Prosecutors have until Jan. 9 to decide whether to appeal a ruling tossing out the conviction of a black Idaho man because the prosecutor quoted lyrics to the Southern Civil War anthem "Dixie."
The man, James D. Kirk, 46, was sentenced to 20 years in prison for his 2013 conviction on charges of lewd conduct and sexual battery of a minor child. But in a ruling made public this week, the Idaho Court of Appeals overturned Kirk's conviction, finding that Canyon County Deputy Prosecutor Erica Kallin's recitation of "Dixie" during closing arguments unconstitutionally tainted his trial by "injecting the risk of racial prejudice into the case." The state attorney general's office told The Idaho Statesman of Boise that it was still reviewing the opinion.
In the ruling, which is dated Dec. 19, the court quoted Kallin as having told jurors: "Ladies and gentlemen, when I was a kid we used to like to sing songs a lot. I always think of this one song. Some people know it. It's the Dixie song. Right? 'Oh, I wish I was in the land of cotton. Good times not forgotten. Look away. Look away. Look away.' And isn't that really what you've kind of been asked to do?"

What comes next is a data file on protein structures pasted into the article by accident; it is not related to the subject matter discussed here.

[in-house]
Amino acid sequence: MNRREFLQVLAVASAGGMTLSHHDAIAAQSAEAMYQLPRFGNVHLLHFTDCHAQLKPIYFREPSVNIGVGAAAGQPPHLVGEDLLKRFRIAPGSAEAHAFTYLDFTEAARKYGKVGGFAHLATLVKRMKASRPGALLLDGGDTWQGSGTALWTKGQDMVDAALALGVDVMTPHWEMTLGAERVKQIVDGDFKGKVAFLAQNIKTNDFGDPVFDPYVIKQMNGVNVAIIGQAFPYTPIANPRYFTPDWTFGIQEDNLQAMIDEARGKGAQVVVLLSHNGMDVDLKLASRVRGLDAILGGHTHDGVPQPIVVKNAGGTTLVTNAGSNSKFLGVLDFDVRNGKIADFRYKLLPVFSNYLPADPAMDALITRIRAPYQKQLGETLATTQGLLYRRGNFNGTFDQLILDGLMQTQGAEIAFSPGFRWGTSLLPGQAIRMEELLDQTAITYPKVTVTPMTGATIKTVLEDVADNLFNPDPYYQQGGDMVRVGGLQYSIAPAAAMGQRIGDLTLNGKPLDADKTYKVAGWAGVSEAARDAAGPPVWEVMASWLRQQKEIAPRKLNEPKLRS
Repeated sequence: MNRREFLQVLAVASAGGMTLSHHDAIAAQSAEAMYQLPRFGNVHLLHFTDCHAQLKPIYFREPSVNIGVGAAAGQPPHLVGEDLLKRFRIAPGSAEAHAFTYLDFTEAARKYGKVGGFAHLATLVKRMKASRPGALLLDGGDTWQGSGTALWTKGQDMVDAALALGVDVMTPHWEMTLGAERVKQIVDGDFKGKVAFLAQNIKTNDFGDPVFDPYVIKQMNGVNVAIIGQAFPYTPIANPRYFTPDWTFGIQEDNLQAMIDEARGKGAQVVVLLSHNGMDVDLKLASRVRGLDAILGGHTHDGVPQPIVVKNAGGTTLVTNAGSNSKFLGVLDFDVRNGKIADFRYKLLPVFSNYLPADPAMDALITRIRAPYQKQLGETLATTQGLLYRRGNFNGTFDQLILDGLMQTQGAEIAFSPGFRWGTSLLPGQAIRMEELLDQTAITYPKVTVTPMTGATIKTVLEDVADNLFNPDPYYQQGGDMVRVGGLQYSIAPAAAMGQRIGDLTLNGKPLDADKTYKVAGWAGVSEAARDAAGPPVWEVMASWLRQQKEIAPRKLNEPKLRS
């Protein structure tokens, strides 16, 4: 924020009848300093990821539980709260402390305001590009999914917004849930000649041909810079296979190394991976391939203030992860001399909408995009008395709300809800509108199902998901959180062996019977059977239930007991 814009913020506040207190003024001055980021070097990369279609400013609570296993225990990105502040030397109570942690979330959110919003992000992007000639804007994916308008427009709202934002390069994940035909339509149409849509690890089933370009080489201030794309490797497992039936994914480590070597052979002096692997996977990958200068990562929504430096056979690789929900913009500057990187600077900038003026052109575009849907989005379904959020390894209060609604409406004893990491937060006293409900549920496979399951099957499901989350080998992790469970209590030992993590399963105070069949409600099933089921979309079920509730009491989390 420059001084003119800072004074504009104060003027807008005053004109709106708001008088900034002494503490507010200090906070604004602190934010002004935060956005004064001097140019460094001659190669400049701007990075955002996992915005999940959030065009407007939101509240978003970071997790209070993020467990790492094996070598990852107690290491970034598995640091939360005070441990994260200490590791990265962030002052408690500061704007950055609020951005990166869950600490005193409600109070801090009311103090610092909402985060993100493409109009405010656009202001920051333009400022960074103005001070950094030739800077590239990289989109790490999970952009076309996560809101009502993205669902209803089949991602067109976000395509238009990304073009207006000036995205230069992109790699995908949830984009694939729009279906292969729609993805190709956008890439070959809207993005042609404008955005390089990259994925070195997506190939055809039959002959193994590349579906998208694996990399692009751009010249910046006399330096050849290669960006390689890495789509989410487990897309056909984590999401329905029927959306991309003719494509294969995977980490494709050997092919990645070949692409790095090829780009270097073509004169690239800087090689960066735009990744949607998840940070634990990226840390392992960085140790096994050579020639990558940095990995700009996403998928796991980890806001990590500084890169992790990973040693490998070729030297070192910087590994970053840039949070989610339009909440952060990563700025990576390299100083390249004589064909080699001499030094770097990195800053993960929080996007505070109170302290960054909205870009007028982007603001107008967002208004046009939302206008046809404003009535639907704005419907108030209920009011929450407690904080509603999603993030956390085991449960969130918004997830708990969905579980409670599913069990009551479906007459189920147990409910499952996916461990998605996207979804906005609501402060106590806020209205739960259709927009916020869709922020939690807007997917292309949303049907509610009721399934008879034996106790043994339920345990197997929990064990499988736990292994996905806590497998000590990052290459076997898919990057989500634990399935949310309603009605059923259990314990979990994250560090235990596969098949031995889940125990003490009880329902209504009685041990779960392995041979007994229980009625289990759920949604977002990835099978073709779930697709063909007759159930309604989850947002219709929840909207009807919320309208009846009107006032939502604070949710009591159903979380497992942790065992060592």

In an eight-page opinion, the court wrote that while Kallin's citation of the song was "indirect and perhaps innocently made," any invocation of race, "even if subtle and oblique, may be violative of due process or equal protection." In Kirk's case, the court said, "the prosecutor's mention of the title, 'Dixie,' as well as the specific lyrics recited by the prosecutor, referring to 'the land of cotton,' expressly evoke that setting with all its racial overtones."